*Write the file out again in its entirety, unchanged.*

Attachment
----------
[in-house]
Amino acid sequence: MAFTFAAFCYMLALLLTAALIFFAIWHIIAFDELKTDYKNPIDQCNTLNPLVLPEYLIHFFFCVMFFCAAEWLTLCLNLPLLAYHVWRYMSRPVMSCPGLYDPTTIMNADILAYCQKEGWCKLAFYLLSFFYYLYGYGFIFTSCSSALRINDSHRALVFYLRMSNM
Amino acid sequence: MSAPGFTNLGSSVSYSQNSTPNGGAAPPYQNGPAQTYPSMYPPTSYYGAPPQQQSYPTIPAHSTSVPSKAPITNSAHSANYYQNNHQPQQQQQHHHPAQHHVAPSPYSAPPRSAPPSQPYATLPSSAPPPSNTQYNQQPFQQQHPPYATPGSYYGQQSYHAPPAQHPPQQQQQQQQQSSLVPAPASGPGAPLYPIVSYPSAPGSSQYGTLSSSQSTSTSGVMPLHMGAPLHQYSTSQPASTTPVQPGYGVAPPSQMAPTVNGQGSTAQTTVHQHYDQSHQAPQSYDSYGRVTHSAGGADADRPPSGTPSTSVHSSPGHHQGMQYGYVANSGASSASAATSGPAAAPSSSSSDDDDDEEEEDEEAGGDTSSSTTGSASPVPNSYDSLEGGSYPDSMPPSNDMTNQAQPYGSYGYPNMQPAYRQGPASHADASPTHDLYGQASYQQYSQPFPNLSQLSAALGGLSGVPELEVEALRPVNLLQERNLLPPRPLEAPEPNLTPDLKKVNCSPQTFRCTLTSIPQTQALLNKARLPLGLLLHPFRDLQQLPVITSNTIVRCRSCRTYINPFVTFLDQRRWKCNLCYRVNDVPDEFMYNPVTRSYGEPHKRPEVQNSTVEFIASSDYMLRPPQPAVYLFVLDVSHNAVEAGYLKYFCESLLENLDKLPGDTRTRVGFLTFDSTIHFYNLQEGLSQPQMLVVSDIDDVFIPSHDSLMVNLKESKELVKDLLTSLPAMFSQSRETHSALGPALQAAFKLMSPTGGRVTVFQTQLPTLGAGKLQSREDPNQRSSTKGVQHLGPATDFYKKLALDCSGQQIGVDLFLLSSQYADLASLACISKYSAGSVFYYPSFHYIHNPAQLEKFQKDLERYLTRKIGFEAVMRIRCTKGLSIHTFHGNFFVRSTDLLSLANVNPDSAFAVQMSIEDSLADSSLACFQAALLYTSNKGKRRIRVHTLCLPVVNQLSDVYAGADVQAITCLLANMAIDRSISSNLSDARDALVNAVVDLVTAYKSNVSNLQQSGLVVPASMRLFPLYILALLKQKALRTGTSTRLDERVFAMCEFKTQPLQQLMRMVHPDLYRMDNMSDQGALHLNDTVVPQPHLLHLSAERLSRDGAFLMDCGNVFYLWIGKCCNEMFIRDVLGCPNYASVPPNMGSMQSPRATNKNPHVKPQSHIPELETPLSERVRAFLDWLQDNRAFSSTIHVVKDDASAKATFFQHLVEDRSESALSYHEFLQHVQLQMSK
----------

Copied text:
[in-house]
Amino acid sequence: MAFTFAAFCYMLALLLTAALIFFAIWHIIAFDELKTDYKNPIDQCNTLNPLVLPEYLIHFFFCVMFFCAAEWLTLCLNLPLLAYHVWRYMSRPVMSCPGLYDPTTIMNADILAYCQKEGWCKLAFYLLSFFYYLYGYGFIFTSCSSALRINDSHRALVFYLRMSNM
Amino acid sequence: MSAPGFTNLGSSVSYSQNSTPNGGAAPPYQNGPAQTYPSMYPPTSYYGAPPQQQSYPTIPAHSTSVPSKAPITNSAHSANYYQNNHQPQQQQQHHHPAQHHVAPSPYSAPPRSAPPSQPYATLPSSAPPPSNTQYNQQPFQQQHPPYATPGSYYGQQSYHAPPAQHPPQQQQQQQQQSSLVPAPASGPGAPLYPIVSYPSAPGSSQYGTLSSSQSTSTSGVMPLHMGAPLHQYSTSQPASTTPVQPGYGVAPPSQMAPTVNGQGSTAQTTVHQHYDQSHQAPQSYDSYGRVTHSAGGADADRPPSGTPSTSVHSSPGHHQGMQYGYVANSGASSASAATSGPAAAPSSSSSDDDDDEEEEDEEAGGDTSSSTTGSASPVPNSYDSLEGGSYPDSMPPSNDMTNQAQPYGSYGYPNMQPAYRQGPASHADASPTHDLYGQASYQQYSQPFPNLSQLSAALGGLSGVPELEVEALRPVNLLQERNLLPPRPLEAPEPNLTPDLKKVNCSPQTFRCTLTSIPQTQALLNKARLPLGLLLHPFRDLQQLPVITSNTIVRCRSCRTYINPFVTFLDQRRWKCNLCYRVNDVPDEFMYNPVTRSYGEPHKRPEVQNSTVEFIASSDYMLRPPQPAVYLFVLDVSHNAVEAGYLKYFCESLLENLDKLPGDTRTRVGFLTFDSTIHFYNLQEGLSQPQMLVVSDIDDVFIPSHDSLMVNLKESKELVKDLLTSLPAMFSQSRETHSALGPALQAAFKLMSPTGGRVTVFQTQLPTLGAGKLQSREDPNQRSSTKGVQHLGPATDFYKKLALDCSGQQIGVDLFLLSSQYADLASLACISKYSAGSVFYYPSFHYIHNPAQLEKFQKDLERYLTRKIGFEAVMRIRCTKGLSIHTFHGNFFVRSTDLLSLANVNPDSAFAVQMSIEDSLADSSLACFQAALLYTSNKGKRRIRVHTLCLPVVNQLSDVYAGADVQAITCLLANMAIDRSISSNLSDARDALVNAVVDLVTAYKSNVSNLQQSGLVVPASMRLFPLYILALLKQKALRTGTSTRLDERVFAMCEFKTQPLQQLMRMVHPDLYRMDNMSDQGALHLNDTVVPQPHLLHLSAERLSRDGAFLMDCGNVFYLWIGKCCNEMFIRDVLGCPNYASVPPNMGSMQSPRATNKNPHVKPQSHIPELETPLSERVRAFLDWLQDNRAFSSTIHVVKDDASAKATFFQHLVEDRSESALSYHEFLQHVQLQMSK